By Ian Stafford
Usain Bolt repeats the phrase again and again as he addresses the supposed threat to his global sprint dominance emanating from a proven drugs cheat back in Britain. He is sitting on a balcony overlooking Kingston, Jamaica, with the Caribbean directly behind him and the April sun high in the blue, cloudless sky.
'Project Bolt,' he says, as if it is a punchline to a joke. 'Project Bolt,' he repeats, referring to the mission that Dwain Chambers has set himself to derail the triple Olympic champion and world record holder.
He's number one: Jamaican sprinter Usain Bolt is in relaxed form as he talks about 'Project Bolt' - while trying not to laugh
By rights, Bolt should be furious with Chambers. Not only has the shamed British athlete been mouthing off recently that when the pair trained together in 2006 the Briton was taking out the Jamaican on a regular basis on the track, but his positive drugs test has added to the world's suspicion that anybody fast these days must be taking drugs.
But while the muscle flexing continues in Britain, everything is chilled in Jamaica. The 22-year-old star of the Beijing Olympics may be back in full training but he is still enjoying life, as his appearances at the Jamaican Girls and Boys Championships at the National Stadium yesterday, and DJ-ing at his own party at the capital's famous Quad club late last night, can testify. He had never heard the Project Bolt phrase before, and he is doing his best to stifle his laughter.
'If I train and I'm fit, then there's no worries,' he says, a grin all over his face. 'I compete, I win. People can say what they like. Let's see what happens when we race. I don't need to concern myself about anyone else.'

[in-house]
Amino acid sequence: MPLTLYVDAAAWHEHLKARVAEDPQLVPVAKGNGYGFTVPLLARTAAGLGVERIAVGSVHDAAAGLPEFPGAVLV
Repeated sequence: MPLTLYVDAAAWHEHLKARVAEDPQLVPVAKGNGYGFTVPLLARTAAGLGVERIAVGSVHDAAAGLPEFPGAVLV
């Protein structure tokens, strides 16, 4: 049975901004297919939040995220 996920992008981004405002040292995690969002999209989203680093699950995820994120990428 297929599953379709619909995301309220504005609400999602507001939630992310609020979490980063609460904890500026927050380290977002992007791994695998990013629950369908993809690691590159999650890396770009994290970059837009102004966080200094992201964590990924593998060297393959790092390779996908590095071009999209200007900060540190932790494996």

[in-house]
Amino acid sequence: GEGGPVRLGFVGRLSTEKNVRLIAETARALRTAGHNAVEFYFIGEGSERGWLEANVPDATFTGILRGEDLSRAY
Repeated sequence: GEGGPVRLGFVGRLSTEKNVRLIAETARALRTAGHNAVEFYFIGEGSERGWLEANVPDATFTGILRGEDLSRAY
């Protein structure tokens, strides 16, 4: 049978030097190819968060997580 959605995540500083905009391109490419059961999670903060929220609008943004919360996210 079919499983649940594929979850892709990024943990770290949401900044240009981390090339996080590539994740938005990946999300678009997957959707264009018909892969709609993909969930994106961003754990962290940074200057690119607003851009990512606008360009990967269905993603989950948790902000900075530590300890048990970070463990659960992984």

Dwain Chambers is setting his sights on Bolt as the Brit looks to get in the athletics headlines - for the right reasons
By anyone else he means his countryman Asafa Powell and America's Walter Dix and Tyson Gay. No mention of Chambers. But surely he would have noticed what the British sprinter achieved at the European Indoor Championships in Turin last month? Bolt shakes his head. 'Indoors and outdoors are totally different,' he said, dismissively. 'I'm not concerned about what people do indoors. I'm not concerned what people do outdoors either, for that matter. I'm the fastest man in the world and I know that this means I should win every race.'
Therein lies the key to Bolt's outlook in a sport whose credibility all but depends on his speed, his character and, above all else, his clean reputation. He is unbothered by what else goes on in the sprints, just as long as he keeps leaving everyone else in his slipstream.
While Chambers is talking the talk about Bolt, the Olympic champion was not even aware that the British No 1 cannot compete in any of the big European meetings because of his drugs offences.
'Oh really?' he asks, with surprise in his voice. 'I'd quite like to race him before the World Championships in Berlin in August but if that's the rules, that's the rules.'
Does he not mind the fact that Chambers will most probably be racing against him at the worlds, though? 'Nah,' he says. 'You see, I'm not like other athletes. I don't know much about what's going on. I'm just not that interested.
'All I care about is winning. I'm not saying it's good that there are athletes who have taken drugs, of course, but when they line up against me, clean or not, they are there to be beaten. That goes for Chambers, too. It's irrelevant what he's done as far as I'm concerned. There have been times in the past when I've looked across at athletes and wondered, but then I just go and beat them. It's the same with Chambers.'
Still it is because of Chambers, and Tim Montgomery, and Justin Gatlin - and Marion Jones - that suspicion is rife in sprinting. Bolt's case for being clean is plain. For a start, he is close to being a physical freak in sprinting terms. He reached 6ft 5in by the age of 15 and has a seven-foot stride that carries him across 100m in only 41 steps - five fewer than Powell, the previous world record-holder.